Industrialist Shoots Himself In Head As Scandal Grows
Jul. 23, 1993
ROME (AP) _ Italy's seemingly unstoppable political corruption scandal brought the death Friday of Raul Gardini, a leading industrialist, yachtsman and one-time national idol, who shot himself in the head.
Gardini's death in Milan was the second reported suicide this week of a high-profile figure in the kickback probes that began shaking Italy a year and a half ago, entwining former premiers, cabinet ministers and many of the top names in business. In all, there have been 10 suspected suicides of scandal suspects.
Gardini left his business card for his family with ''grazie'' (thanks) scrawled on it, the minister for parliamentary affairs, Paolo Barile, told the Chamber of Deputies.
''Every day a tragedy,'' Defense Minister Fabio Fabbri said.
News reports said Gardini, 60, killed himself in the bedroom of his apartment in an 18th century palace near La Scala Opera house about two hours before the late-morning funeral of Gabriele Cabriele, a giant of Italian state industry. Cagliari was found dead, his head in a plastic bag, in his Milan prison cell Tuesday.
Both men were being investigated over Enimont, a short-lived joint venture several years ago between Gardini's private chemical empire, Montedison, and ENI, the state energy conglomerate then led by Cagliari.
Gardini, a yachtsman whose challenge last year in the America's cup off California had Italians staying up in the wee hours to cheer him and his boat, was notified in February that he was under investigation over the controversial sale of his stake in Enimont. Gardini was the former head of the agro-industrial giant Ferruzi-Montedison.
Police said Gardini had a gunshot wound to the right temple, apparently made with a 7.65-caliber semi-automatic pistol.
The two deaths this week raised protests by leaders of parties most hurt by the scandal, who called for less harsh treatment of suspects. Cagliari had been jailed for four months without being charged.
Outside the church before Cagliari's funeral, some in the crowd shouted, ''Shame 3/8 Shame 3/8''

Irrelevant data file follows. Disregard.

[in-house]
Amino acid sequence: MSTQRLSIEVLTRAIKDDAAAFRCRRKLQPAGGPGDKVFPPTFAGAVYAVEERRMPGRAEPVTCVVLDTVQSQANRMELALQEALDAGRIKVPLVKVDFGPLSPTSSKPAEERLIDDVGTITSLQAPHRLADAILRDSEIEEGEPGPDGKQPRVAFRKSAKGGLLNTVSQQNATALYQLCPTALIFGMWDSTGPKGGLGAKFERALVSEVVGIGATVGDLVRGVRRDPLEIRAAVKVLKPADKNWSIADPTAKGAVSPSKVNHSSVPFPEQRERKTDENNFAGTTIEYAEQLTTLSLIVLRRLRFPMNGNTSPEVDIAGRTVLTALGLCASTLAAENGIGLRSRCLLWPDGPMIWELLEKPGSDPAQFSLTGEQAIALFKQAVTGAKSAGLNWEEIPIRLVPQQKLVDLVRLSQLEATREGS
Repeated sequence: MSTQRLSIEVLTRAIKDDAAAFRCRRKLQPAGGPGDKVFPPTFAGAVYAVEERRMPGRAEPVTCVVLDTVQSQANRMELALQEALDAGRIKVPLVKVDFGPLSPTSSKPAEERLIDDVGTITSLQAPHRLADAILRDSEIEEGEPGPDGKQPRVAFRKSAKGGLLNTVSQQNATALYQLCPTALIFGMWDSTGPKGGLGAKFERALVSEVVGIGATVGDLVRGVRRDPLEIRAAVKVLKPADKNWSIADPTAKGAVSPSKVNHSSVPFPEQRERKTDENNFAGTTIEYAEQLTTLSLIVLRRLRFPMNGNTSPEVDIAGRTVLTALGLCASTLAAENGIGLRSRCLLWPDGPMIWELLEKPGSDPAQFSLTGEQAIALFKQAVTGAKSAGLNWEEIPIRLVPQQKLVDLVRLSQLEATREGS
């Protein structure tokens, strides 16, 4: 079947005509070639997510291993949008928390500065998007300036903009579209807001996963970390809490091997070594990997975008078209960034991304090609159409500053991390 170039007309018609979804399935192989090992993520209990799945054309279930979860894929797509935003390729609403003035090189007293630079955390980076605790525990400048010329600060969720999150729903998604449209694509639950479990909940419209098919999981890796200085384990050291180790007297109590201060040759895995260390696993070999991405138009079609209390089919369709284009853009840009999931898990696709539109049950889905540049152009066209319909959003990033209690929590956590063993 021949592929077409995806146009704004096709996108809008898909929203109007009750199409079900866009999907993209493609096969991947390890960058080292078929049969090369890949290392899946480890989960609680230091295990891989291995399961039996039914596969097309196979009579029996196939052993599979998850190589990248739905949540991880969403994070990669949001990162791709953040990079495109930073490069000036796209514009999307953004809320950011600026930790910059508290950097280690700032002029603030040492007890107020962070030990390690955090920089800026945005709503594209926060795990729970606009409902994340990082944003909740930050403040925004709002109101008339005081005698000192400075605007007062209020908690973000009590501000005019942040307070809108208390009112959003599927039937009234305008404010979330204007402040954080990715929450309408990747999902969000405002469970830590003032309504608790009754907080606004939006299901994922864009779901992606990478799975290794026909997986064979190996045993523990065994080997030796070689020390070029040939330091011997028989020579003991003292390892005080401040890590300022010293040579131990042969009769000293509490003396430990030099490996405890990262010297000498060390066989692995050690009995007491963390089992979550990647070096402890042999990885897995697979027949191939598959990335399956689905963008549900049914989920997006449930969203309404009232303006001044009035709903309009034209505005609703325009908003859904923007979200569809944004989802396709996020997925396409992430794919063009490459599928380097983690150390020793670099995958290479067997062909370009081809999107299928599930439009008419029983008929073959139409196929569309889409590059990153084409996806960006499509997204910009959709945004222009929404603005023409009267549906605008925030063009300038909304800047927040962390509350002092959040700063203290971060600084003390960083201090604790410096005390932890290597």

But others saw the two deaths as more reason for fresh leadership as a way out of the scandals. Opposition politicians urged President Oscar Luigi Scalfaro to immediately call a new election.
Gardini had always denied any involvement in the corruption scandal. But Thursday night, news reports said that a former chairman of Montedison, Giuseppe Garofano, who was extradited from Switzerland last week, told prosecutors that Gardini ordered him to create a slush fund to pay off politicians. The allegation would likely have led to Gardini's arrest.
On Friday evening, the Milan prosecutors' office said it issued arrest warrants for Carlo Sama and Vittorio Giuliani Ricci, prominent members of the Ferruzzi family and brothers-in-law of Gardini.
The two are being investigated for suspected corruption and violation of party funding laws. Sama, who resigned last month as managing director of Montedison after banks took control of the heavily indebted group, is also suspected of falsifying balance sheets.
More than 2,000 politicians, businessmen and public officials have been arrested or placed under investigation in the kickback-for-contracts and favors probes.
The four parties in Premier Carlo Ciampi's government, especially the Socialists and Christian Democrats, have been mired in the scandal and have seen their electoral fortunes sink since the probe's first arrests.
With few exceptions, there have been no trials, and none of major figures. A proposal earlier this year for a political deal to virtually end prosecutions in the scandal hastened the end of Giuliano Amato's government.
Surveys of citizens consistently indicate they want the prosecutors to keep cleaning house. Elections are expected after Parliament passes electoral reforms overwhelmingly endorsed in a voter referendum, but a summer deadline for them is about to pass.
Meanwhile, work has been moving along on legislative changes to halt preventative detention in most cases for such suspected crimes as abusing party funding regulations. In Italy suspects can be jailed virtually indefinitely without charge.